Tuesday, July 16, 2024

Broadway Record: “Hamilton” First Ever to Gross $4 Mil in One Week, Thanks to Kennedy Center Honors, Takes in $1 Mil More Than It Technically Can

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Today I received dueling press releases for Broadway plays. Either “To Kill a Mockingbird” is the biggest grossing play of all time, or “Harry Potter and the Cursed Child” broke a record last week for the most money a play can take in during one week. The numbers were like $2 million something for each of them.

No press release came, though, about the actual record set last week. “Hamilton” topped $4 million in receipts in one week. Playing since July 2015, “Hamilton” has grown and grown as its top ticket price soared. But last week, and the week prior, that price went to $849. Yes, nine hundred dollars for one seat at the Tony, Pulitzer, whatever winning show, meaning like $1,900 for a couple to be in the room when it happens.

For “Hamilton” to have taken in over $4 million is likely a record. And the crazy thing is, technically its maximum take for the week should have been $3.3 million. But as the ticket price swelled, so did the room. Every seat would have been taken including wheelchair, standing room, rafters, boxes, people sitting in the bathrooms. The average price of a ticket sold last week was $375.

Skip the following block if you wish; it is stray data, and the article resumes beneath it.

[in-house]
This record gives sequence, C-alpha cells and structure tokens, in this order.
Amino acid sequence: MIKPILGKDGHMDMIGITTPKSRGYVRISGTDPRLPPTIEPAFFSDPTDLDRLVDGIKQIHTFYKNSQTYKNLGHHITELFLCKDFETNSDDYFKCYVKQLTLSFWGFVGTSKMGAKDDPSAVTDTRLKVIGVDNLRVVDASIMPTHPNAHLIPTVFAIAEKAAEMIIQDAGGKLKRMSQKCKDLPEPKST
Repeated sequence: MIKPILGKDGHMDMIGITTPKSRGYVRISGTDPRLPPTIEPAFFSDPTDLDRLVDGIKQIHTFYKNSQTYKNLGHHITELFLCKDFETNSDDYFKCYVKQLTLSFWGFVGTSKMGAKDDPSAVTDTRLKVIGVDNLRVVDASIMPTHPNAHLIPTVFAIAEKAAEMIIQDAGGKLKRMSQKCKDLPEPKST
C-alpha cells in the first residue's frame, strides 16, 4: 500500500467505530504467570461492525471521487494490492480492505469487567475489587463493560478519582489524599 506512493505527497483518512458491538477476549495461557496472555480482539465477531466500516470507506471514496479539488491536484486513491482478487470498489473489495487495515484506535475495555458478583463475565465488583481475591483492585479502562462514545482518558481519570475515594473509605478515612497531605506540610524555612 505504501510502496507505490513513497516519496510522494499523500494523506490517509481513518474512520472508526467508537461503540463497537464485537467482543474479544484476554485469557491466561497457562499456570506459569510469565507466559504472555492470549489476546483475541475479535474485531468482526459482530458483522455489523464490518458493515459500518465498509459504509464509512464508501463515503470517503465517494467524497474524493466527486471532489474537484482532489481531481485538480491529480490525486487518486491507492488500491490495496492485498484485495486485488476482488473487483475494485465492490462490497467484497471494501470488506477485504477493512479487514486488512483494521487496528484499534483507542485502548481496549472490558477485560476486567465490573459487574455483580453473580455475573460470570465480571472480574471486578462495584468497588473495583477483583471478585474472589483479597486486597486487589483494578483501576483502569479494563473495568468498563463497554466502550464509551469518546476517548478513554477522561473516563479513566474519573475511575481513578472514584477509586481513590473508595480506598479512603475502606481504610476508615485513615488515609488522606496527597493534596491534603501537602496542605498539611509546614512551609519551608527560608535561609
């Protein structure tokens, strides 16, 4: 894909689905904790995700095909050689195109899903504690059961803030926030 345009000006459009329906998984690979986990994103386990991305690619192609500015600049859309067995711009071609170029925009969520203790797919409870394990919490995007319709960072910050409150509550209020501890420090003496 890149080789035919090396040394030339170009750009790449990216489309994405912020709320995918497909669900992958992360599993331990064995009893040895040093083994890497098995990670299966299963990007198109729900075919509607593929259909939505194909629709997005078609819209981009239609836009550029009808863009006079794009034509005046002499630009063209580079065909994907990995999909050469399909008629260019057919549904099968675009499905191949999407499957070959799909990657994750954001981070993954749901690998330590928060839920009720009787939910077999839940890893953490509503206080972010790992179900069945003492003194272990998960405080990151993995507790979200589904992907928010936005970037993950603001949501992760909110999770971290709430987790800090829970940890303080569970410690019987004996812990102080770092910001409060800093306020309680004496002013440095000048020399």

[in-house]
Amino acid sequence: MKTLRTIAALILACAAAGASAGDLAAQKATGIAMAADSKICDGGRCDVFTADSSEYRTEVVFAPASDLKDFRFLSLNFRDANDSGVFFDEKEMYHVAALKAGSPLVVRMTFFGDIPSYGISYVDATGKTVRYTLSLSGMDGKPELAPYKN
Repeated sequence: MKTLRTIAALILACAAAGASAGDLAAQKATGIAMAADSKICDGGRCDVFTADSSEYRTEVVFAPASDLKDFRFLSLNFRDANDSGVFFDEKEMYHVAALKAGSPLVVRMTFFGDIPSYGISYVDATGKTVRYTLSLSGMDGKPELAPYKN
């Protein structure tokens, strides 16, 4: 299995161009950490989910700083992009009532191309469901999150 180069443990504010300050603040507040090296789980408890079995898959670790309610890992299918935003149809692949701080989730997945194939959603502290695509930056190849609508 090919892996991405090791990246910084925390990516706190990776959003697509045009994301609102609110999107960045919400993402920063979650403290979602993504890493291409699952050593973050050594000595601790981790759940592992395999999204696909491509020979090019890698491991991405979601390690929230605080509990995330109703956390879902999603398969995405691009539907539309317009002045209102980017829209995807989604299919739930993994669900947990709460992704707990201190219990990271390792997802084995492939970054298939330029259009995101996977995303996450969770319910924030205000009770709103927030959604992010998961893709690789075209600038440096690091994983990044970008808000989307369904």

The funny thing is, the original Broadway cast is long gone. I don’t even know who’s in “Hamilton” at this point. It could be Mike Pence in a wig. (Actually the only “names” are Tony winner James Monroe Iglehart and Euan Morton.) But those tickets sold last week include advance sales (people who bought for the future). And my guess is the “Hamilton” publicity on the Kennedy Center Honors on December 26th on CBS pushed things over the edge.

“Hamilton” plus the two aforementioned plays and virtually everything else on The Great Neon Way totaled a whopping $57 million week for Broadway. It’s a high we won’t see again for some time, if ever.

And Lin Manuel Miranda, the creator of “Hamilton”? He’s about to put on 3 weeks of shows down in San Juan, with $10 tickets going to some number of locals, and expensive seats to help fund Puerto Rico arts programs.

 

Roger Friedman
Roger Friedmanhttps://www.showbiz411.com
Roger Friedman began his Showbiz411 column in April 2009 after 10 years with Fox News, where he created the Fox411 column. His movie reviews are carried by Rotten Tomatoes, and he is a member of both the movie and TV branches of the Critics Choice Awards. His articles have appeared in dozens of publications over the years including New York Magazine, where he wrote the Intelligencer column in the mid 90s and covered the OJ Simpson trial, and Fox News (when it wasn't so crazy) where he covered Michael Jackson. He is also the writer and co-producer of "Only the Strong Survive," a selection of the Cannes, Sundance, and Telluride Film festivals, directed by DA Pennebaker and Chris Hegedus.

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